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Tickers in this article: FB KEY SAP

Then there's Dunkin' Brands (DNKN) . People wanted to throw doughnuts at Nigel Travis because international wasn't that strong. I think when he says, as he did on the call, that he has a personnel change that could make things better, I want to give him the benefit of the doubt. The stock's not cheap. But neither was Domino's (DPZ) at $30 and look where that went.

In other words, when I break the market down into its pieces, it just doesn't seem as nasty to me as Doug would make it sound in its entirety.

Just too many stocks like KeyCorp, SAP and Dunkin' out there to make my mouth water ... while I wait for the, ahem, proverbial pullback.

At the time of publication, Action Alerts PLUS , which Cramer co-manages as a charitable trust, was long KEY.

For Facebook, It's All in the Eye of the Beholder

Posted at 11:41 a.m. EST on Thursday, Jan. 31

Facebook's (FB) great. Facebook's horrible. Facebook's cheap. Facebook's expensive. Facebook's growing like a weed. Facebook's growth is already slowing.

Which is true? How could there really be such extremes in sentiment here? Believe me when I say I am only hearing extremes, as there seems to be no middle ground at all with this stock.

The answer? It's all in the eye of the beholder. People are seeing what they want to see in Facebook.

Let me give you the bear case, which puts you in the head of the sellers. Then I'll give you the bull case, which allows you to understand it from the perspective of the buyers. It's the only way, frankly, to explain the stock's wild ping-pong game: First it'll hang in, even after a huge rally, then it'll give up the ghost before it settles in where it was a fortnight ago -- before the big price spike.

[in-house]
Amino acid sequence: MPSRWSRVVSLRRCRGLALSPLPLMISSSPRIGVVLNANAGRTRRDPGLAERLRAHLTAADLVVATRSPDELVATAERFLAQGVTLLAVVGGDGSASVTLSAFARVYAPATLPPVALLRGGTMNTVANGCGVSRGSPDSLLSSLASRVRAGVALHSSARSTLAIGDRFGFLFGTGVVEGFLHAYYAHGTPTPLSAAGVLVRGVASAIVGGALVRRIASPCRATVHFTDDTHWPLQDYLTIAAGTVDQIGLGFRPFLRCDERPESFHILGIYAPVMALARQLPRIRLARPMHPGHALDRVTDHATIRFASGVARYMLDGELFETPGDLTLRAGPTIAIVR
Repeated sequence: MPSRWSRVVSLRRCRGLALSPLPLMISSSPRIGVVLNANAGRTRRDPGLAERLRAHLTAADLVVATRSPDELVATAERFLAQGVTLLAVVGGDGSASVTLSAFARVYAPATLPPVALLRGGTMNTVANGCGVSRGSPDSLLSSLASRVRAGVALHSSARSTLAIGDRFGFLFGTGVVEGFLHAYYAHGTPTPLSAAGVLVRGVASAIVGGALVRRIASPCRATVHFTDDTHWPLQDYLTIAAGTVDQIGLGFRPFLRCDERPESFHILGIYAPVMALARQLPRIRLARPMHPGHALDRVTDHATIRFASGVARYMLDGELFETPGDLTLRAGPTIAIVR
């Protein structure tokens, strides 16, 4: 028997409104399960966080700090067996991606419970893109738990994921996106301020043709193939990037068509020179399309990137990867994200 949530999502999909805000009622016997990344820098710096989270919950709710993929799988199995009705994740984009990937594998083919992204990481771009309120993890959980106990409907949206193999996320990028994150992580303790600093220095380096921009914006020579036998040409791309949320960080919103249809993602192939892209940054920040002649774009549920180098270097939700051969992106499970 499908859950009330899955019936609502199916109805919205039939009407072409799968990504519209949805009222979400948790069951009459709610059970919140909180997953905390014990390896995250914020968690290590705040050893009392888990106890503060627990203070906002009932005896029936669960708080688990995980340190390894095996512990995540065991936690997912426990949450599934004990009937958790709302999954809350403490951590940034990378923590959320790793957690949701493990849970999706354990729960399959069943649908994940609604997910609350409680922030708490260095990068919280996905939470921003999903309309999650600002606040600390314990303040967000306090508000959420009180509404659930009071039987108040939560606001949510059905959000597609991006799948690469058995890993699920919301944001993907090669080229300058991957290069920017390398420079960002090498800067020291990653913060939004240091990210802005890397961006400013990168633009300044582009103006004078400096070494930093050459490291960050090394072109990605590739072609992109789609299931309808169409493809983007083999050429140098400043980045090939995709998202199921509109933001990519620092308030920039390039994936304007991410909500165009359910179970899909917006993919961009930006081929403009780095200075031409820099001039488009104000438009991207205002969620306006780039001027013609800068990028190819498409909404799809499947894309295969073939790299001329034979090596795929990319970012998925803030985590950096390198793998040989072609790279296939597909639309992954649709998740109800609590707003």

The bears -- including lots of analysts who were bullish going into the quarter and subsequently downgraded the stock Thursday morning -- are seizing on how the company is spending like a drunken sailor and may not have all that much to show for it. These investors want results now. They don't want to hear Mark Zuckerberg say, "We aren't operating to maximize our profit this year. We're doing what we think will build the best service and business over the long term."

That's the kiss of death for all of the upside-surprise folks out there, the ones who figured Facebook had hit the magic formula for mobile and would show an explosive revenue and profit number. They aren't satisfied with the 17 cents vs. the 15 cents earnings-per-share number. They needed something like 20 cents to 25 cents in order to stay in the stock, or cover their shorts, or upgrade from buy to super de-duper buy.